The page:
“Retractable jeweled plunger — Delicately designed floral barrel — Floral embossed nose cone — Pearlescent, contoured rubber grip” So sayeth the packaging.
GOOD NEWS, LADIES! Finally, after countless years spent unable to use pens (for they are men’s things, and our constitutions are weak), Bic has made a pen delicate enough that we may have it as our own (provided we have express permission from our husband, father, or other approved male chaperone).
The oppressive world of men’s pens we American women have been barred from. So much testosterone…I think I feel a mustache growing just looking at it…
Really, Bic? I mean, really? Were you having that hard of a time selling pens to half the human population that you felt the need to dig up your condescending 1950s time capsule? Why not bundle it with a recipe book and a dose of Valium? In two little words, you’ve managed to insult half the market, and tell the other half that they aren’t allowed to buy your stupid product. What inconceivably idiotic names did you come up with that “For Her” seemed like a good idea?
How to ruin your product as much as possible with as little effort as possible
There’s nothing wrong with wanting to make a stereotypically “girly” pen, something fun and cute that you think would appeal to women—BUT CALL IT SOMETHING ELSE. Call it Delicato, call it Moonlily, call it Midnight Rainbow Barnacle for all I care; call it something that doesn’t describe who you think should buy it. Because the message you’ve just sent here is “Women, all our other pens are not for you. This is the pen you’re allowed to buy,” and to men, it says that if you’re interested in this pen, then you’re violating the rigid gender roles of this society. I don’t need this *$!# in a pen! Would you make a pen and label it for a specific race explicitly in the model name? Would you really make a pen and call it “For Whites”? No?? Then don’t do it for gender!!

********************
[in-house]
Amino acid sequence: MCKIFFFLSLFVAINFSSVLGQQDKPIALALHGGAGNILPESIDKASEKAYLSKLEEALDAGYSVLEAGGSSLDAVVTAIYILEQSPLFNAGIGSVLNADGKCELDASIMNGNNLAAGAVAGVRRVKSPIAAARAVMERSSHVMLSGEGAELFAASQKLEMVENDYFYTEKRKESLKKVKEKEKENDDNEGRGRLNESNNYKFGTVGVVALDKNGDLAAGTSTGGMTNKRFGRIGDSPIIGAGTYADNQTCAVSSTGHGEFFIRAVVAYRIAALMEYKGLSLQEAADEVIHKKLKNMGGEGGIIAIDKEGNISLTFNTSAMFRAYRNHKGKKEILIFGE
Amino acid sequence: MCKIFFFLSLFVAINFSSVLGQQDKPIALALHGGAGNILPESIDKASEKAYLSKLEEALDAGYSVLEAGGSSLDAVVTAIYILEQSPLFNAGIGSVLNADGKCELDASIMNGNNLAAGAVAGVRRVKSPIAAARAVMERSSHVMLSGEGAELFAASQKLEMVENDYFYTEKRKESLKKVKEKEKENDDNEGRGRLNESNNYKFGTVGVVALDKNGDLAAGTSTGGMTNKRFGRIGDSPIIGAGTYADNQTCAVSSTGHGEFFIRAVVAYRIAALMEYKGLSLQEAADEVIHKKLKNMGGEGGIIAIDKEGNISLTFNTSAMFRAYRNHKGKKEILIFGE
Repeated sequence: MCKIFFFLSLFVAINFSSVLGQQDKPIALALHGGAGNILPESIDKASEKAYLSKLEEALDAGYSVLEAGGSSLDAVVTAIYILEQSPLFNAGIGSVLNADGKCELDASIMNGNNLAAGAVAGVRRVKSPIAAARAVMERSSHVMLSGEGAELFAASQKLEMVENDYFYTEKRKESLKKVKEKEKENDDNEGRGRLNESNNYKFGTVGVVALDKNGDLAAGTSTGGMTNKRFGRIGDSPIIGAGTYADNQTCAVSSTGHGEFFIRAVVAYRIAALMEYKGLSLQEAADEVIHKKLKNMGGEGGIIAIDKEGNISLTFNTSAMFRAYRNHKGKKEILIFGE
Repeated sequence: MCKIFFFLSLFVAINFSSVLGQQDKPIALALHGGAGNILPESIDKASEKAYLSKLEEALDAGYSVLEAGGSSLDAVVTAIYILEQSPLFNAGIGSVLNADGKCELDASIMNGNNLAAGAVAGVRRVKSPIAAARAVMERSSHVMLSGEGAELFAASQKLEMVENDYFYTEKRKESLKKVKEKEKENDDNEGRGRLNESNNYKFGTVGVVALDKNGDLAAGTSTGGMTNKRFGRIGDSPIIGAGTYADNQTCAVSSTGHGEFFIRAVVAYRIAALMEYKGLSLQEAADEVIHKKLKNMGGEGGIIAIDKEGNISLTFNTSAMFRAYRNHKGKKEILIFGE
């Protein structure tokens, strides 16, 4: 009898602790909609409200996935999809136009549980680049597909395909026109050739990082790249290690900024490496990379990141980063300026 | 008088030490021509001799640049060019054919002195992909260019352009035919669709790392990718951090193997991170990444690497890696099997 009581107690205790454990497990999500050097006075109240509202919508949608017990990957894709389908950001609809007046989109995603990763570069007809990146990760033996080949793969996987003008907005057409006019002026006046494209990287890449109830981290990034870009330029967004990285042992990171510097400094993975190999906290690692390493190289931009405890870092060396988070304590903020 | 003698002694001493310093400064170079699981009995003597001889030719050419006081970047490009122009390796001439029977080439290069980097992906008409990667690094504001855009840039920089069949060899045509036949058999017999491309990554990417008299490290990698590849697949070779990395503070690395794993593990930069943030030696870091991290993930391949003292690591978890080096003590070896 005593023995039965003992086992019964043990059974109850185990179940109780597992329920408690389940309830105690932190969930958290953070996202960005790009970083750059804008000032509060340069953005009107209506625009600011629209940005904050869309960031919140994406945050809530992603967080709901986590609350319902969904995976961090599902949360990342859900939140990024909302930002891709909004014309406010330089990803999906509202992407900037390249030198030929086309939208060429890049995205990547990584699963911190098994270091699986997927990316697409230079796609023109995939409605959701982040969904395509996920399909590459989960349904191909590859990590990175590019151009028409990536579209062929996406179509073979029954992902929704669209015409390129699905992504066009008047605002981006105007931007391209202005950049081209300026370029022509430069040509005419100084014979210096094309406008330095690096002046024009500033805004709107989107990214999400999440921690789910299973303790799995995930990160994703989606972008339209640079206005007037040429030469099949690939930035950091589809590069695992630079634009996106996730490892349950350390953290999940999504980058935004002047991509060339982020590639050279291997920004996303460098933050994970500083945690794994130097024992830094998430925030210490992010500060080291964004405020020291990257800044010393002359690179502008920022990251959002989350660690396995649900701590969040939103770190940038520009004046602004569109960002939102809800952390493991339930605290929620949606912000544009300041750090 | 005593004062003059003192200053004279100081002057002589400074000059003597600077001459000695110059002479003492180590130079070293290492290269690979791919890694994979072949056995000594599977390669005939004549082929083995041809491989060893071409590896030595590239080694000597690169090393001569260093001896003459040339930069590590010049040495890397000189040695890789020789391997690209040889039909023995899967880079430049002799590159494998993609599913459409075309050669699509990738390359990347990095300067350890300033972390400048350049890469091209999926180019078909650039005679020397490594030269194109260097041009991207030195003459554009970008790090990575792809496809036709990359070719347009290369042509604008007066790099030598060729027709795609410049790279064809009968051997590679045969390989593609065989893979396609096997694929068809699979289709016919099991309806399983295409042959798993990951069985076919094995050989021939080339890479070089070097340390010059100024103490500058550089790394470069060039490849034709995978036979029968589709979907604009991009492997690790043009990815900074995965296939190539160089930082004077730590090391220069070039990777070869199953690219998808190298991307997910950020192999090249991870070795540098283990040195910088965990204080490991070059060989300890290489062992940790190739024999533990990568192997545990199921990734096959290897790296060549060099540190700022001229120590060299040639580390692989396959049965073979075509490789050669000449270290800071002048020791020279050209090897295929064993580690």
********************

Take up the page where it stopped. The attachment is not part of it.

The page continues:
Marketing should not be this hard, you guys.
It’s sad, because ignoring the name, it’s actually a pretty keen design. The subtle raised embossing is something I haven’t seen before, and it’s an especially nice touch on the nose cone. The plunger, however, shouldn’t be color-coded unless the ink inside matches that color. It’s just common courtesy.
Not that I would expect you, Bic, to know anything about courtesy.
In handwriting this review on Clairefontaine paper using the pen in question, I’m forced to reconsider my initial assessment on the writing sample above. I’ve had several frustrating skip-outs while writing, the kind of ink disappearances I’ve come to expect from most Pilot G2 pens.
Did they think we wouldn’t notice a performance this crappy? NICE TRY, WISEGUYS. I’ve got more than one kind of paper to put a pen to.
With any luck, something/ANYTHING will fit this body, because the refill itself is undesirably shoddy. So far, Uni Signo RT and Zebra Sarasa Push Clip refills have been a no-go.
The Bic “For Her” in a nutshell: pretty but useless. Really hope you’re not trying to say something with that, Bic.
Let’s review. Things it is even vaguely almost acceptable to name “For Her”: hygiene products, various sundries one might encounter in an adult store, an apology for your oblivious misogyny. Things it is not okay to name “For Her”: pens, office supplies, basically anything else in existence. I hope we’ve all learned a valuable lesson.
But which lesson is more valuable: learning to make a pen with a decent refill, or learning to not give your products stupid names?